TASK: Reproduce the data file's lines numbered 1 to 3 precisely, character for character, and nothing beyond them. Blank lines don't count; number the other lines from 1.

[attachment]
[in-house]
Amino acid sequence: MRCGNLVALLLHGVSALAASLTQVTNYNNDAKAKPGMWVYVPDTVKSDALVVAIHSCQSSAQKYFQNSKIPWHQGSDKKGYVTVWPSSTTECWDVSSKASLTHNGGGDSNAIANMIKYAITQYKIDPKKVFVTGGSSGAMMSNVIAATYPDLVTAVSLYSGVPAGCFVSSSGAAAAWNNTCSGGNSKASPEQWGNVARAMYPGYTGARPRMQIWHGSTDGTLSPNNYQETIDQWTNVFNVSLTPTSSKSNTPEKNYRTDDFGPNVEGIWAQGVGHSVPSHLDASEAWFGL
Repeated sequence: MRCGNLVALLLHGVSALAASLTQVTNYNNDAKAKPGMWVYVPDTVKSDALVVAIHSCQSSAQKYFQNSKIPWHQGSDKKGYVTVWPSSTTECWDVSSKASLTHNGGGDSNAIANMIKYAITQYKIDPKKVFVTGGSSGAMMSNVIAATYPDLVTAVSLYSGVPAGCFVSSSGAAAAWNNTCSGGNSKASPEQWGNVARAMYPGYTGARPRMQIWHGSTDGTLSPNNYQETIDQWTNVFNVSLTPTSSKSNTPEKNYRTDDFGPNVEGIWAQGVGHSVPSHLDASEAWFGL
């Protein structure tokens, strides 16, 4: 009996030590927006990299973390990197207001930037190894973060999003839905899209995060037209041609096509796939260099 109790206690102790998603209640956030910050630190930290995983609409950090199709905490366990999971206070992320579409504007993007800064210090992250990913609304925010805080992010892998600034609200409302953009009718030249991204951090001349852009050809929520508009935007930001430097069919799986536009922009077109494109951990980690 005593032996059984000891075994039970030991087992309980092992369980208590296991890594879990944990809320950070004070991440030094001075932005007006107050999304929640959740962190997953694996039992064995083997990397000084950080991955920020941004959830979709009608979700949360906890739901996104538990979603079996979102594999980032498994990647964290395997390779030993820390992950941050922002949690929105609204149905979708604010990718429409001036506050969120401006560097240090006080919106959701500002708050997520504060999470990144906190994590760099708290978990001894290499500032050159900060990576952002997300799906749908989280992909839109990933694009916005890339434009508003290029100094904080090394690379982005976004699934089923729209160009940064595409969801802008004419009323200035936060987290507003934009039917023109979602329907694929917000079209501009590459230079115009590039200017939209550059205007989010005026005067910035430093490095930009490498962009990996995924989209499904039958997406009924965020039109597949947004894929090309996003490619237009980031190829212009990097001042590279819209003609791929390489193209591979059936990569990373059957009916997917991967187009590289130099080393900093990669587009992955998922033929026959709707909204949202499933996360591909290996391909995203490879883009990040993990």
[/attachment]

[in-house]
Amino acid sequence: MRCGNLVALLLHGVSALAASLTQVTNYNNDAKAKPGMWVYVPDTVKSDALVVAIHSCQSSAQKYFQNSKIPWHQGSDKKGYVTVWPSSTTECWDVSSKASLTHNGGGDSNAIANMIKYAITQYKIDPKKVFVTGGSSGAMMSNVIAATYPDLVTAVSLYSGVPAGCFVSSSGAAAAWNNTCSGGNSKASPEQWGNVARAMYPGYTGARPRMQIWHGSTDGTLSPNNYQETIDQWTNVFNVSLTPTSSKSNTPEKNYRTDDFGPNVEGIWAQGVGHSVPSHLDASEAWFGL
Repeated sequence: MRCGNLVALLLHGVSALAASLTQVTNYNNDAKAKPGMWVYVPDTVKSDALVVAIHSCQSSAQKYFQNSKIPWHQGSDKKGYVTVWPSSTTECWDVSSKASLTHNGGGDSNAIANMIKYAITQYKIDPKKVFVTGGSSGAMMSNVIAATYPDLVTAVSLYSGVPAGCFVSSSGAAAAWNNTCSGGNSKASPEQWGNVARAMYPGYTGARPRMQIWHGSTDGTLSPNNYQETIDQWTNVFNVSLTPTSSKSNTPEKNYRTDDFGPNVEGIWAQGVGHSVPSHLDASEAWFGL